Why Saving Nature Is the Best Way to End the Pandemic Era

Why Saving Nature Is the Best Way to End the Pandemic Era
A dead alligator is seen at the wetland of Pantanal at the Transpantaneira park road at the Mato Grosso state, Brazil, on September 12, 2020. - Pantanal is suffering its worst fires in more than 47 years, destroying vast areas of vegetation and causing death of animals caught in the fire or smoke. (Photo: MAURO PIMENTEL/AFP , Getty Images)

When the scientists who warned the world last year that 1 million species face extinction issue a new warning about the “pandemic era,” we should probably listen.

On Thursday, the Intergovernmental Platform on Biodiversity and Ecosystem Services released a new report chronicling how human activities have created unprecedented risks for pandemics and other zoonotic diseases. It also lays out how we can stop them at a fraction of the cost of inaction.

The report is the result of a workshop of dozens of scientists and practitioners working on public health and conservation. While covid-19 was the impetus for the report, it’s hardly the only reason we need to be thinking about how to save nature to save ourselves.

The novel coronavirus is one of a growing number of zoonotic diseases or those with animal origins that jumped to humans. The virus has killed nearly 1.2 million people worldwide, wrought economic havoc, and upended people’s lives. But it’s not alone. According to the new report, 70% of emerging diseases are zoonotic in nature, and there are up to 580,000 undiscovered animal-carried viruses out there that could infect humans.

If the current pandemic, along with other recent examples of Ebola and Zika virus, are any indication, we don’t want to tempt fate by making it easier for any of those viruses to find human hosts. Yet the path we’re on right now is setting up our immune systems for a battle with more dangerous diseases.

While animals are carriers of diseases that affect humans, they’re not the ones to blame for the transmissions. Instead, it’s human activities. Deforestation, the wildlife trade, and climate change are among the biggest factors driving the increase in the threat of a new pandemic. Those factors are all driving humans and animals into closer proximity and competition for dwindling resources. In the case of climate change, rising temperatures are also allowing tropical animals and diseases such as malaria to spread toward the poles. As the report notes, increasingly inhospitable weather could also force people to migrate from places that become flooded, too hot to live, or too dry to farm, bringing novel diseases with them in the process.

Business as usual is clearly not working to stunt the spread of disease nor the societal damage that comes with it. The current coronavirus pandemic is expected to be a $US16 ($23) trillion drag on the economy this year alone. Embedded within that big figure are countless stories of people losing their livelihoods, evictions and utility shutoffs, missed time with friends and learning, and millions who have lost loved ones. The burdens have also been borne disproportionately by poor, communities of colour, worsening inequality. The impacts of the virus are as unsustainable as the conditions that created the pandemic.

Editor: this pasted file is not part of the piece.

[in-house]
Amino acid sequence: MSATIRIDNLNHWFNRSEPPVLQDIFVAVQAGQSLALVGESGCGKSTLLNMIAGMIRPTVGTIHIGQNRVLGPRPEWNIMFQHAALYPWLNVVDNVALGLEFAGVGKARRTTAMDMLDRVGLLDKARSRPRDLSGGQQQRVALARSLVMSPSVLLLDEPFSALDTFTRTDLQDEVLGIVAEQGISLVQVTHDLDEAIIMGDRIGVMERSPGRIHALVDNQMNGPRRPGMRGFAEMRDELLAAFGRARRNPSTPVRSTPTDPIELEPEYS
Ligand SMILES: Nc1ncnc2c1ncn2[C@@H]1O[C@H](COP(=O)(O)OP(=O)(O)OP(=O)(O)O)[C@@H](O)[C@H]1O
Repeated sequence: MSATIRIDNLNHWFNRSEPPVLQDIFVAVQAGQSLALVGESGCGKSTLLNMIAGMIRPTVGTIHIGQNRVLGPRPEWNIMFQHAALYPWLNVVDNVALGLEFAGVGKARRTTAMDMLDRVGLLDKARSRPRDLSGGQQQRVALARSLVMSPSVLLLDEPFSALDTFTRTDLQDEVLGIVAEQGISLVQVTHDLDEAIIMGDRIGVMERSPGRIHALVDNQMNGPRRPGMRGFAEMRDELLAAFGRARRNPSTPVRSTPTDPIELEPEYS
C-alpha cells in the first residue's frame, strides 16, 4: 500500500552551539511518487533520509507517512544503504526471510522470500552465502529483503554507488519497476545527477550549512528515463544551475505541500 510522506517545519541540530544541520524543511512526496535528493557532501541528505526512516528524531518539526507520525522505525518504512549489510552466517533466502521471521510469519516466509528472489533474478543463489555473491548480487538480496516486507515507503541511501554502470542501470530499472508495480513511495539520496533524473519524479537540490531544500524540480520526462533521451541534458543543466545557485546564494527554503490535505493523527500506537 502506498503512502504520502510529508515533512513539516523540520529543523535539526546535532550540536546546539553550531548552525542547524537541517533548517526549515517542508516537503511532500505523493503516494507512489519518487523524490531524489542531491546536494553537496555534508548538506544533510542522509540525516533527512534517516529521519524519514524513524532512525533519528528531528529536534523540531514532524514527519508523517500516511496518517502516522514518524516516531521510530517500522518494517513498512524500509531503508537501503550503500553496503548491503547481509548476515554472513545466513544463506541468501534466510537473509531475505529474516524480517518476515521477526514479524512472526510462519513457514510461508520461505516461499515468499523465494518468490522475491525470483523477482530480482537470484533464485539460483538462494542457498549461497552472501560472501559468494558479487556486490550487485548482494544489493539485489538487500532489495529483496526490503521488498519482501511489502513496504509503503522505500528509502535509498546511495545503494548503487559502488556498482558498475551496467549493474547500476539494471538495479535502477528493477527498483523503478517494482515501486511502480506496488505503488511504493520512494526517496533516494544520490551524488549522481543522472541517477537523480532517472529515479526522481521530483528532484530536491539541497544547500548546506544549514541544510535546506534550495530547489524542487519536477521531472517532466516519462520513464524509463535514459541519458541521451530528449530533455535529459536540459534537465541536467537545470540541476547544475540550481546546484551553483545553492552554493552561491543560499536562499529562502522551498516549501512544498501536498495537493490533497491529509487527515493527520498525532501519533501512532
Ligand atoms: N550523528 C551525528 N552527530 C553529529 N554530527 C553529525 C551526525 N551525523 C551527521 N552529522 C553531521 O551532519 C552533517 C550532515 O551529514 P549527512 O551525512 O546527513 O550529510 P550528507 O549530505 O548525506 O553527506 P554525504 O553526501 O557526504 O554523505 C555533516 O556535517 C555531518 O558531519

“It’s not as simple as we need more money to work on vaccines,” Peter Daszak, the president of EcoHealth Alliance and report author, said in a press call. “This is a fundamental, system problem because we have unsustainable economic growth around the world.”

The findings in the report point to a need to increase global spending on surveilling new zoonotic diseases to $US40 ($57) billion to $US58 ($82) billion annually. It’s a small price to pay compared to the damages of the coronavirus let alone the estimated $US1 ($1) trillion in damage caused by other zoonotic diseases each year.

“If you put $US1 ($1.40) into prevention, you get $US100 ($142) in return. Why aren’t we doing this?” Daszak said.

In addition, it calls for policies to cut down and regulate the wildlife trade, which sends millions of animals streaming around the world every year (including 10 million to 20 million wild animals imported into the U.S. alone). But there are also bigger picture recommendations that get at how much needs to change in the coming decades when it comes to our relationship with nature. Widespread ecological restoration is needed so animals have habitat further from us, land use planning needs to take public health into account, and we need to repair our relationship with Indigenous communities to integrate traditional knowledge into the medical response to disease as well as protecting ecosystems to make sure diseases don’t emerge in the first place.

Societally, there also needs to be a huge shift in consumption. Rainforest is being felled to plant oil palms or soybeans. Climate change is driven largely by wealthy overconsumption of everything from plane trips to new phones. The report calls for “transformative change,” echoing the landmark report the group put out last year. Which if the choice is a new phone and the fate of 1 million species and human life as we know it, is a pretty clear one.